Thursday, June 12, 2014

A Disease...You Give Yourself (stigma III)

Addiction, it's a disease you give yourself. When does the addict accept the responsibility for themselves and own up to that it is their fault they are addicted to drugs? No one forced the drugs on them. They chose to smoke that joint, they chose to take that pill, they chose to snort that line, they chose to jam a needle in their arm. Why is it societies problem? Why should I care?

We all know the arguments from those that start off with that very paragraph. Most times it does no good to quote the statistics so you appeal to logic. Many smokers get lung cancer or emphysema, no one doubts that lung cancer and emphysema are diseases and the medical community agrees smoking directly causes these diseases. Eating too much red meat and the wrong diet leads to heart disease. We even call that one a disease in it's name. Overweight, no exercise, improper diet leads to diabetes which in turn can cause blindness and amputations of extremities. There are countless injuries attributed to activities we do and we know those activities can lead to injuries. Sit and talk to runners and the discussion will eventually turn to the injuries they have or are suffering so they can run.

No one sits around and verbally beats up and chastises people with these diseases. Myself included, I have sent get well cards, delivered flowers, driven them to doctors appointments and cooked meals for them.

But the person that suffers from addiction is different. They deserve the stigma of ADDICT. Yep, in capital letters.

For myself I never used drugs. Not even when growing up. I had other vices. So it was very hard for me to accept the disease model and understand, why don't they just simply quit? In fact I freely admit it took me 5 years to understand. 5 long years of internal struggle with myself and struggle with my son on the outside.

Myself not using drugs at times still makes it hard to understand the, "Why start?" question. I assume there are as many answers to that question as their are drug addicts.

However, I do understand one thing. Teenagers do dumb stuff. I hope I can get agreement on that one thing by all. Teenagers have been doing dumb stuff since the beginning of time. I don't care how old you are or how conservative you are now, it is only by sheer luck you survived your teenage years.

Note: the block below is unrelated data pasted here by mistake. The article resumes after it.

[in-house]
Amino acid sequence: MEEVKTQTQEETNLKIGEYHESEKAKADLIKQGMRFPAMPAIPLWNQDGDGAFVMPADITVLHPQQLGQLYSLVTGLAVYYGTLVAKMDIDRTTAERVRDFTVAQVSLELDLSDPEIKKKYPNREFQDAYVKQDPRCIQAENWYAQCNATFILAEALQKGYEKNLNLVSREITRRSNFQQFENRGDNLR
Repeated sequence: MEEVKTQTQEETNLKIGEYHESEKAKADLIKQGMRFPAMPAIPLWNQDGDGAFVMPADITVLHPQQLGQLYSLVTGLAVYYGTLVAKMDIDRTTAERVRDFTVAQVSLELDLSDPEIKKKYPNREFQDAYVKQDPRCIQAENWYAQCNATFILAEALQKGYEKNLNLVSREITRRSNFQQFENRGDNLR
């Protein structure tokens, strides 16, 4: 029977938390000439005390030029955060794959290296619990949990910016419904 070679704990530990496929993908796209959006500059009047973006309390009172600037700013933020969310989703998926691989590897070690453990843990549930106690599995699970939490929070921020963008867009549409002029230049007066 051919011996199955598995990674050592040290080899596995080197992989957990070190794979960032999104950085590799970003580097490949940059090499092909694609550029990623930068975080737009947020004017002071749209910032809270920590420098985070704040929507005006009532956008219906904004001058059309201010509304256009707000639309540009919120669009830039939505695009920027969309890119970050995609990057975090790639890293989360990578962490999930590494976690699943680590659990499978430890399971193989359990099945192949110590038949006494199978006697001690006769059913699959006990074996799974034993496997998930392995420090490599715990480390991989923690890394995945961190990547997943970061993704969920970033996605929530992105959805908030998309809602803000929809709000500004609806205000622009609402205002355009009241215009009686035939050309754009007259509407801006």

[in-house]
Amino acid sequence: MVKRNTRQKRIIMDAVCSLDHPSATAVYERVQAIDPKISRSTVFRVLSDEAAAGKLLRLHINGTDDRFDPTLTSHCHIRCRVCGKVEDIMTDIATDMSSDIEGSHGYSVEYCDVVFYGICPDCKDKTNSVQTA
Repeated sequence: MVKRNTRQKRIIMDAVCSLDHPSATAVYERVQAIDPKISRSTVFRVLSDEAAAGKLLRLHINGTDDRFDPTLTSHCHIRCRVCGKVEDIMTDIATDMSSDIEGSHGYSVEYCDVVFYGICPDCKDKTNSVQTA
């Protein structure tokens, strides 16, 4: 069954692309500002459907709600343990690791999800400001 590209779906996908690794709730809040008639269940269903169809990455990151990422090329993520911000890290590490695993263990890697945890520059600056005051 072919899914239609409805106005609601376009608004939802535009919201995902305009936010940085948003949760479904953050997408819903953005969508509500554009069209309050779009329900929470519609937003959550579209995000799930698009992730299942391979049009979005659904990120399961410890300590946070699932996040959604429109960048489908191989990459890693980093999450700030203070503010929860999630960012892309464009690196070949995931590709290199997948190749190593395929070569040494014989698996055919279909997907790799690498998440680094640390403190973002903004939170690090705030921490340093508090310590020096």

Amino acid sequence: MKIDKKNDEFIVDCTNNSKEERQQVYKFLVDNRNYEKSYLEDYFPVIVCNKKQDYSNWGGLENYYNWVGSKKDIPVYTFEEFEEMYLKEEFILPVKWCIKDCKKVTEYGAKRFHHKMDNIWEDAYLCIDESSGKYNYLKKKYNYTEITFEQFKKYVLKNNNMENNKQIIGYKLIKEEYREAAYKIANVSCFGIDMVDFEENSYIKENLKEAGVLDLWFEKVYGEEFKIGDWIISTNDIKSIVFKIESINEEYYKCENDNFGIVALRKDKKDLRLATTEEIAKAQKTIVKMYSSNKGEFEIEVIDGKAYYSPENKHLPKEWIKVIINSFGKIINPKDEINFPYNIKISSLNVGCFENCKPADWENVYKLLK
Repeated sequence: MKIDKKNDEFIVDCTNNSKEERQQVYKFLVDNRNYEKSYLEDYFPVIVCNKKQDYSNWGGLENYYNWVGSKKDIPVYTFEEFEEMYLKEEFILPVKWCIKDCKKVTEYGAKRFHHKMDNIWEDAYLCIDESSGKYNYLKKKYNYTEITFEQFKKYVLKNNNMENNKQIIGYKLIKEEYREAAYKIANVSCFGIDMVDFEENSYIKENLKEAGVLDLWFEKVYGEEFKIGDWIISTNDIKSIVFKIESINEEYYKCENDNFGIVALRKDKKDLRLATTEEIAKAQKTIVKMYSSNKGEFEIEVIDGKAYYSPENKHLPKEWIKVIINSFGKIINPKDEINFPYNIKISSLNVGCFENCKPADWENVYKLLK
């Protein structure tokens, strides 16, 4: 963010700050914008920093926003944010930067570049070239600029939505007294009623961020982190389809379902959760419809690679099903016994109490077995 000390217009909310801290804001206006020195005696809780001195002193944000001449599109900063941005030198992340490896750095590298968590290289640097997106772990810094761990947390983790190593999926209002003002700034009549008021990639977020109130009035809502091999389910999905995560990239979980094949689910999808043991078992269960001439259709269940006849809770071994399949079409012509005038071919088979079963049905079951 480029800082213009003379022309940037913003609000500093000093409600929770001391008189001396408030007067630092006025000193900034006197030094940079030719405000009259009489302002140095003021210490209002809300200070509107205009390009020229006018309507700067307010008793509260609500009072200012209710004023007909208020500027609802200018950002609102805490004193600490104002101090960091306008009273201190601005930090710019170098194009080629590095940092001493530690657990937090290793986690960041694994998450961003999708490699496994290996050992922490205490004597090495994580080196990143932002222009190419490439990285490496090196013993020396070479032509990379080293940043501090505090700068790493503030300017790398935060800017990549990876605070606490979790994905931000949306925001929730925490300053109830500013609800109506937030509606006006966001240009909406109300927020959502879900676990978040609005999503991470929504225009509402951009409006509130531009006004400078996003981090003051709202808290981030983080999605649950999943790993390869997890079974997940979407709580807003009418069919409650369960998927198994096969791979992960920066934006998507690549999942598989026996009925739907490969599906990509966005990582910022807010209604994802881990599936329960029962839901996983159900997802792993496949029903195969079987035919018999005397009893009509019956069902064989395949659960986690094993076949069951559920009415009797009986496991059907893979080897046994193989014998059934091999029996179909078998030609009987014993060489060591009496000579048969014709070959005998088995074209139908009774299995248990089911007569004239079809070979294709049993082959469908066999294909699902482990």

Our teenage children do dumb things and some of them try drugs. Some of them put them down but some of them can't. For lack of a better way of saying it, switches are flipped in them that are not flipped in others. They become addicted because their brains are different and then their brain is about to become very different due to the chemicals. THIS IS THE DISEASE.

For those of you that never did anything dumb in your life, I'll accept your criticism and judgmental chastising. For the rest of us it's time to look at people suffering from addiction and alcoholism without a stigma. It is time to realize that there is a person inside there and without help and love that person will be forever trapped in their own prison. No matter what we do to them on the outside.

BREAK THE STIGMA. Change the dialogue. Nothing will get better until we do things different and change what we believe about addiction and those addicted.


13 comments:

Tori said...

As a teenager I didn't do drugs or get in any type of trouble but boy I can tell you I did some amazingly stupid things.

I hope one day that there is no stigma attached to addiction.

Liz said...

Thank you Ron.

Annette said...

We were recently told after my girl's most recent relapse that this was her "last chance" at in patient rehab. That if she didn't make it this time, she would be referred out to a long term methadone clinic that is not covered by our insurance. I thought about the disease model of addiction and I compared this interaction to if she had cancer or diabetes. "You aren't responding to our treatment so we are done treating you." Of course that does happen in terminal cases (hospice)....and this is a terminal disease, but we aren't at that point yet! Then there are the rehabs that kick people out for relapsing in the very disease they are being treated for. In effect "punishing" them for being sick. Back to cancer...if she had cancer and it went into remission for awhile and then came back it would be viewed as a tragedy and my girlfriends would be delivering dinner to my door. The dr's would be looking for new things to heal her. But if you are a drug addict that isn't so. I know there are variables involved....but if its a disease as the DSMIV says it is, lets at least be consistent about that!